Police seek suspect in chilling pattern of Juniata Park sex assaults
Philadelphia police are looking for a suspect in a chilling series of sexual assaults and attempted abductions that occurred in Juniata Park over the past week.
Investigators said each crime happened in broad daylight as the victim was walking to the SEPTA Erie-Torresdale El Station located just above Kensington and Erie avenues.
“These incidents are occurring in the early morning hours to mid-morning hours in an area where there’s a lot of foot traffic toward that SEPTA stop,” Capt. John Darby of the Special Victims Unit said Wednesday.
The first assault occurred about 6:30 a.m. Thursday.
A 22-year-old woman was walking to the station when, on the 1400 block of East Lycoming Street, she was approached by a man brandishing a handgun.
Police said the suspect forced the woman into a driveway, sexually assaulted her and made away with $30 in cash.
The second attack happened several hours later, about 11:40 a.m. A 20-year-old woman was walking toward the Erie-Torresdale Station when, on the 4200 block of O Street, an armed man approached and forced her into a rear driveway.
Police obtained surveillance footage of that attack from a corner store at O Street and Hunting Park Avenue.
“He pulls her into an alley – there’s a Dumpster right behind there – at which time she’s still fighting, she’s struggling,” said lead case supervisor Lt. Anthony McFadden as he walked reporters through the video.
“And there’s a private auto that will be coming southbound on O Street. We believe that startled him to let her go and she runs down the street.”
The third attack happened about 7:20 a.m. Tuesday, when a 15-year-old girl was walking toward the Erie-Torresdale Station on her way to school.
As she reached the 4200 block of Neilson Street, police said an unknown man tried to grab her from the street and pull her into an alley. She was able to break free and run away.
“In the last two incidents, this guy was unsuccessful,” Darby said.
“That scares me, in that he was unsuccessful in completing his act. Therefore, the concern would be that he’s going to try this again. So obviously, there’s an urgency here in coordinating our efforts, using tips from the public. Obviously, police are very active in that particular area. We are following up on every tip received and getting this guy off the street.”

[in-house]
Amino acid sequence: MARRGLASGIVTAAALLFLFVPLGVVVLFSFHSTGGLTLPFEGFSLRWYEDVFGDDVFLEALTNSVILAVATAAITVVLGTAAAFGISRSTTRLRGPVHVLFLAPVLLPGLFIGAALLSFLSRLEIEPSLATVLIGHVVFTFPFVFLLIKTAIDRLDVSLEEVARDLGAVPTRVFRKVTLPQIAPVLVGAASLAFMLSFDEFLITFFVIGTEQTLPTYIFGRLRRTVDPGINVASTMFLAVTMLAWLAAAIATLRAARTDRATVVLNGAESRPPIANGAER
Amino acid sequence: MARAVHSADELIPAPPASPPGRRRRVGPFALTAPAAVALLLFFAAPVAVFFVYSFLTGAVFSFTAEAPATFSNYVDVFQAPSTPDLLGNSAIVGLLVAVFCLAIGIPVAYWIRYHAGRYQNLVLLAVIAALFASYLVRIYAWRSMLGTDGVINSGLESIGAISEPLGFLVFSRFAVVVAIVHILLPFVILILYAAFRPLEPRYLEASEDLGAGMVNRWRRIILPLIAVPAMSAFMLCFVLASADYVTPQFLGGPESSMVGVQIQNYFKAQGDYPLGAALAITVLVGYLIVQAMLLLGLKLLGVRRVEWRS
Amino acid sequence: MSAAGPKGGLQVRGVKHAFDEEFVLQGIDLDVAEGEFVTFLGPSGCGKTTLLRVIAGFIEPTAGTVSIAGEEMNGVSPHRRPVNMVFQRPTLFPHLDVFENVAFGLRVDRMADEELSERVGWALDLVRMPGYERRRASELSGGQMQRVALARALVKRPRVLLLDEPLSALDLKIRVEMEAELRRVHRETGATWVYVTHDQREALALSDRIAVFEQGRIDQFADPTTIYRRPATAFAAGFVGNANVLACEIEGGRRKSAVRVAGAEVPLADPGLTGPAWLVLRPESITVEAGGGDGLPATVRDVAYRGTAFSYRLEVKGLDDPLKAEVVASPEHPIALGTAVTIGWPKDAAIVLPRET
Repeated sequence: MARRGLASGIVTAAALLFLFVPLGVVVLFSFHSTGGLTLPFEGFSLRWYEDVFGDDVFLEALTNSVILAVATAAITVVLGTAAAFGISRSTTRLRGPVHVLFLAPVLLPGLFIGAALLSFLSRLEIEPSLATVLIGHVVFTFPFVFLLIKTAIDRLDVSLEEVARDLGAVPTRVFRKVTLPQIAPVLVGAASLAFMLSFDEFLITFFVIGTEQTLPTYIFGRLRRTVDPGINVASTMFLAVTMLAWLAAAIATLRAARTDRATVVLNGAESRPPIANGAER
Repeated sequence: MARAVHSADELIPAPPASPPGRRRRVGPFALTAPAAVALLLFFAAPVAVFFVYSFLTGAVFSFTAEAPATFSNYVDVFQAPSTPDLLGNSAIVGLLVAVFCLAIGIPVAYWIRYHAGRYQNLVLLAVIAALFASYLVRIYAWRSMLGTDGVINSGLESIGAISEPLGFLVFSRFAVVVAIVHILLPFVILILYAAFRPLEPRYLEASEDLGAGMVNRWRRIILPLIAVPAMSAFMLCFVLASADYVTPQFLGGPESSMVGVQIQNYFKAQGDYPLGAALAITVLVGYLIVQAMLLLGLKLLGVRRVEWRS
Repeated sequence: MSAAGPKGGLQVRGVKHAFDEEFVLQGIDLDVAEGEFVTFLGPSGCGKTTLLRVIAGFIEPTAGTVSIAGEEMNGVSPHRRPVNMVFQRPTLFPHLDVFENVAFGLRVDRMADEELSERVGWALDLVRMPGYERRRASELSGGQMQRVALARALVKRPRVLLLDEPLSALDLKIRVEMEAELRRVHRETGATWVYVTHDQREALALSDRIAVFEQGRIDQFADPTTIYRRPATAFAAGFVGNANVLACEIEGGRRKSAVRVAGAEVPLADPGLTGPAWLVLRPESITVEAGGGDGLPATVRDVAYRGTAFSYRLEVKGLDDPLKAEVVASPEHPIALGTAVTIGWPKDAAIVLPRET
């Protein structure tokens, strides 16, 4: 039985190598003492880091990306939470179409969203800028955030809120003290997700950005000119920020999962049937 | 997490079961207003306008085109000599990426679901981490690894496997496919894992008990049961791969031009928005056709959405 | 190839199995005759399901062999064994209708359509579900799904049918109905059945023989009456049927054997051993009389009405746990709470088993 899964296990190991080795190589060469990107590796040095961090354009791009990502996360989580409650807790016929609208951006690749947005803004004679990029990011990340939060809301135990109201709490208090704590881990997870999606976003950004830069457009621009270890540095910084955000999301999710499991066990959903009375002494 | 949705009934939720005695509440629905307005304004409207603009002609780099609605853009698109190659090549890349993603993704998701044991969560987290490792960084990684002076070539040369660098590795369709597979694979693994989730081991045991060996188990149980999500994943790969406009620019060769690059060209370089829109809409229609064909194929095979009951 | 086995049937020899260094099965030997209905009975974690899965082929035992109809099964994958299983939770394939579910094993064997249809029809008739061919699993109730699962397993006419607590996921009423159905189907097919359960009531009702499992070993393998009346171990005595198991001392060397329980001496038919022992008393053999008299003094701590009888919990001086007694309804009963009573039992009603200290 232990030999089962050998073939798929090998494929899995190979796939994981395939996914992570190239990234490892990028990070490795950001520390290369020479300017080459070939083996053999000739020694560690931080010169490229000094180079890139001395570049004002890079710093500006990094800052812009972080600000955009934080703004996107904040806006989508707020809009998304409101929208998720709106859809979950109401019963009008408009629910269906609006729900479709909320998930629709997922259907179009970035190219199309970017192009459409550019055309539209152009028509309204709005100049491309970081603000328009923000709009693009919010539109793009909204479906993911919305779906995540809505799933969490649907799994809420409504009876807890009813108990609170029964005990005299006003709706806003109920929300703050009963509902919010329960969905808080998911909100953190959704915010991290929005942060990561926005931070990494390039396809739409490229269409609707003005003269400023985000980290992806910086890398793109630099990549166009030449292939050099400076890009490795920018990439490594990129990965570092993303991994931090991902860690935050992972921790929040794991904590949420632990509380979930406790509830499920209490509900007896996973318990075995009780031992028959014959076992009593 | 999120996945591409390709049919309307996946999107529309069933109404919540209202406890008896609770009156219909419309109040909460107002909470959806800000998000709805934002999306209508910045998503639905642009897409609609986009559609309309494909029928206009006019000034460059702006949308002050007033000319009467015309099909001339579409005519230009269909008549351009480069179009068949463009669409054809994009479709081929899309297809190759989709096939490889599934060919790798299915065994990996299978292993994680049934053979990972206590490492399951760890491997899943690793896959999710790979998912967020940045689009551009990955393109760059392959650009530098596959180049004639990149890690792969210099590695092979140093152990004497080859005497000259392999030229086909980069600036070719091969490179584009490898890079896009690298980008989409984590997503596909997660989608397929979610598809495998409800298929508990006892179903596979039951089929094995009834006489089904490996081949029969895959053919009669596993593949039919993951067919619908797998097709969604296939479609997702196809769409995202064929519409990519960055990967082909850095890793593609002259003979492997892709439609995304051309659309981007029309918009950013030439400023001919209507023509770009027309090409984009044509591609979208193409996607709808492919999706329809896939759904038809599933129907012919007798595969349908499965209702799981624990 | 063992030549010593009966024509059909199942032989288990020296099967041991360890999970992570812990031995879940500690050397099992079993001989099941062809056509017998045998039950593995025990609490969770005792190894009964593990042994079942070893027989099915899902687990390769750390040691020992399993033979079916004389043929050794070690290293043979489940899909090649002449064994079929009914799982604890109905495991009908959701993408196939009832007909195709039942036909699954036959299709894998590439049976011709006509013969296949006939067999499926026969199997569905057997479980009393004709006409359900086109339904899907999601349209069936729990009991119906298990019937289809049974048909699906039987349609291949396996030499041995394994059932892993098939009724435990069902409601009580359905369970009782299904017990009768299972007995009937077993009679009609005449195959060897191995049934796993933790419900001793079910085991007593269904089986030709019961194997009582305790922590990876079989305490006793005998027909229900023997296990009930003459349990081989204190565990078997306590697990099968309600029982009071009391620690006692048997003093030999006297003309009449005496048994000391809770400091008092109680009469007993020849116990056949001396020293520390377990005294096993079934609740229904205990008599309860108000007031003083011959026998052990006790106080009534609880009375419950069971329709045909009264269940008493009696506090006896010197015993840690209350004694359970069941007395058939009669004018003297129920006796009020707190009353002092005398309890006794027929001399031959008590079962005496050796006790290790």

He said police Tuesday night received several tips after releasing a composite sketch of the suspect and surveillance footage of the second attack.
All of those leads are being thoroughly investigated.
“This is a theme that repeats itself over and over, and that is you have a series of incidents in that compressed area and it would appear this male does know his surroundings,” Darby said.
“So you start to think he perhaps lives in that area or frequents that area.”
He urged anyone who thinks they might recognize the suspect to call 911, or to contact the Special Victims Unit at 215-685-3251, 3252 or 3253.
He also warned women in the area to take extra precautions when walking on the street.
“Certainly in all three cases, these victims were walking alone,” he said. ”They’re going about their business, heading to school or work, and this predator is out there in that particular area. So we ask them to use all the usual cautions of either getting a ride or perhaps walking the street with someone else.”
The suspect is described as a 5-foot-8-inch to 5-foot-10-inch tall black male in his mid-20s to mid-30s with a medium build and facial hair.
During all three assaults, he was wearing a dark green or blue hooded windbreaker with white piping on the shoulders.
He is also described as having yellowing teeth with a visible gap in the top front of his gum line.
“A single case like this is glaring and it calls for a response by the community and the police,” Darby said.
“We get into repetitive acts and that just increases the urgency.”
He said the dramatic video of the second attack “speaks for itself.”
“It’s obviously something we do not want to have happen, and the community should not accept to have that happen in their area.”
“Family, friends, acquaintances, associates – anyone this guy might have come into contact with, if you see that composite or see that video and even have a hunch, call us,” Darby said.